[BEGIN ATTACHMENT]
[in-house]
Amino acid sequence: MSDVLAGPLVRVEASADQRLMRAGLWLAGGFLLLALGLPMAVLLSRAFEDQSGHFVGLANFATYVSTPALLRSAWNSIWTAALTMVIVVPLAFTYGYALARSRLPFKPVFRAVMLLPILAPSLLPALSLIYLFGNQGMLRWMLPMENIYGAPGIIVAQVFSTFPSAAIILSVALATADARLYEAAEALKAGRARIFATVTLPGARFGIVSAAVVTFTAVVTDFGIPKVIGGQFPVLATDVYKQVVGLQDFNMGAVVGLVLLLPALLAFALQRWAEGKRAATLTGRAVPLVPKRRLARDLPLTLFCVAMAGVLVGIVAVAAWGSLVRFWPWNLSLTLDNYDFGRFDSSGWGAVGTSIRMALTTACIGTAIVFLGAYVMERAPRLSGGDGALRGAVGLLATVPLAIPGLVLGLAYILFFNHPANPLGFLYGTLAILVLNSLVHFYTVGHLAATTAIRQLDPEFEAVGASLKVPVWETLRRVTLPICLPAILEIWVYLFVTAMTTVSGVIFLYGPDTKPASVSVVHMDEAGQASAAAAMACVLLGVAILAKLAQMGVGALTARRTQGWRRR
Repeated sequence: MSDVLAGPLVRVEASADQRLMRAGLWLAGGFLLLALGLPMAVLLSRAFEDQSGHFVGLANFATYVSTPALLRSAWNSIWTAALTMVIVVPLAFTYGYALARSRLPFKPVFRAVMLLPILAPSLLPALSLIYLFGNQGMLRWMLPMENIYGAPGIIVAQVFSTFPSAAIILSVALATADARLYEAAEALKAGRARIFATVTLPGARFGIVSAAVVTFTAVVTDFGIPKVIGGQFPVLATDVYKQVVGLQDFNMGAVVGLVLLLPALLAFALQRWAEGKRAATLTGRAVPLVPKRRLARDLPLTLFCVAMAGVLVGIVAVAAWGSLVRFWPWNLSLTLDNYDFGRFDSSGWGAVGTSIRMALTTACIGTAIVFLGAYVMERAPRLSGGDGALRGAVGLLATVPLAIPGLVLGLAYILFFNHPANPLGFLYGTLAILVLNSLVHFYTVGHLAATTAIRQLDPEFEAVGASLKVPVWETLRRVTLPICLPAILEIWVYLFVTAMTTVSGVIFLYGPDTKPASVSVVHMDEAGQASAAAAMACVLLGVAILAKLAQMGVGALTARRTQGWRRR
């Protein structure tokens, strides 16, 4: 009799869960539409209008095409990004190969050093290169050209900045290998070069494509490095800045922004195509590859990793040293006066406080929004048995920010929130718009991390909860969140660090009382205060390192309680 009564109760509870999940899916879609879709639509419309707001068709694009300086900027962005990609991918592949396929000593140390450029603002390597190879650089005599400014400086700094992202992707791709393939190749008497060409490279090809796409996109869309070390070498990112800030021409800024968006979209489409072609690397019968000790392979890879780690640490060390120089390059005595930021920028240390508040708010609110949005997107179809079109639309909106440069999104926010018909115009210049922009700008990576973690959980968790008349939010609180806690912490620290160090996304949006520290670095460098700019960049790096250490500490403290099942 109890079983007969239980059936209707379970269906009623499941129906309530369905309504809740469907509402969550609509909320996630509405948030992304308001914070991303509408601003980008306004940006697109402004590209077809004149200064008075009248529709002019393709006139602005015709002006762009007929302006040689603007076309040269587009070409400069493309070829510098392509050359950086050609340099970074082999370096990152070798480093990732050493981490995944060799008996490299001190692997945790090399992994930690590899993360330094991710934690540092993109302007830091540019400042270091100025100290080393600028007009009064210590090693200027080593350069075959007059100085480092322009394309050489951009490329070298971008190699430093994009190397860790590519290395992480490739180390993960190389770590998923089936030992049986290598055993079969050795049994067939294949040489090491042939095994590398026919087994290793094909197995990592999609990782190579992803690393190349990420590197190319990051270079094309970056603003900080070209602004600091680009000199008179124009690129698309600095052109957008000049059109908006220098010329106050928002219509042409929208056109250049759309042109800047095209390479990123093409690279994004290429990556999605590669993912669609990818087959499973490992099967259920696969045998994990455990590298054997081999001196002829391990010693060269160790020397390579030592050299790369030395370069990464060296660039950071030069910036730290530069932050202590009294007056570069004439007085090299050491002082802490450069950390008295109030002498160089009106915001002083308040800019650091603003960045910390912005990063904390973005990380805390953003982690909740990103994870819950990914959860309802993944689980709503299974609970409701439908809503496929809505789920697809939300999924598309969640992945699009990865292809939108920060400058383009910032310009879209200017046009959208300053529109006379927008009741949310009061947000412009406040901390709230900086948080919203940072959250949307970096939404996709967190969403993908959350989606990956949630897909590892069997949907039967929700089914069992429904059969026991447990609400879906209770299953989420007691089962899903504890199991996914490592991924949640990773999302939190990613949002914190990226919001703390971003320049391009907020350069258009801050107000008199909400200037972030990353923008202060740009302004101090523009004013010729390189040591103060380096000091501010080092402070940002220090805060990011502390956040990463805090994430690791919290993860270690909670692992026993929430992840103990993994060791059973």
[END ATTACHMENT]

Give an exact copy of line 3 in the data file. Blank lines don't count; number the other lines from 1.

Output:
Repeated sequence: MSDVLAGPLVRVEASADQRLMRAGLWLAGGFLLLALGLPMAVLLSRAFEDQSGHFVGLANFATYVSTPALLRSAWNSIWTAALTMVIVVPLAFTYGYALARSRLPFKPVFRAVMLLPILAPSLLPALSLIYLFGNQGMLRWMLPMENIYGAPGIIVAQVFSTFPSAAIILSVALATADARLYEAAEALKAGRARIFATVTLPGARFGIVSAAVVTFTAVVTDFGIPKVIGGQFPVLATDVYKQVVGLQDFNMGAVVGLVLLLPALLAFALQRWAEGKRAATLTGRAVPLVPKRRLARDLPLTLFCVAMAGVLVGIVAVAAWGSLVRFWPWNLSLTLDNYDFGRFDSSGWGAVGTSIRMALTTACIGTAIVFLGAYVMERAPRLSGGDGALRGAVGLLATVPLAIPGLVLGLAYILFFNHPANPLGFLYGTLAILVLNSLVHFYTVGHLAATTAIRQLDPEFEAVGASLKVPVWETLRRVTLPICLPAILEIWVYLFVTAMTTVSGVIFLYGPDTKPASVSVVHMDEAGQASAAAAMACVLLGVAILAKLAQMGVGALTARRTQGWRRR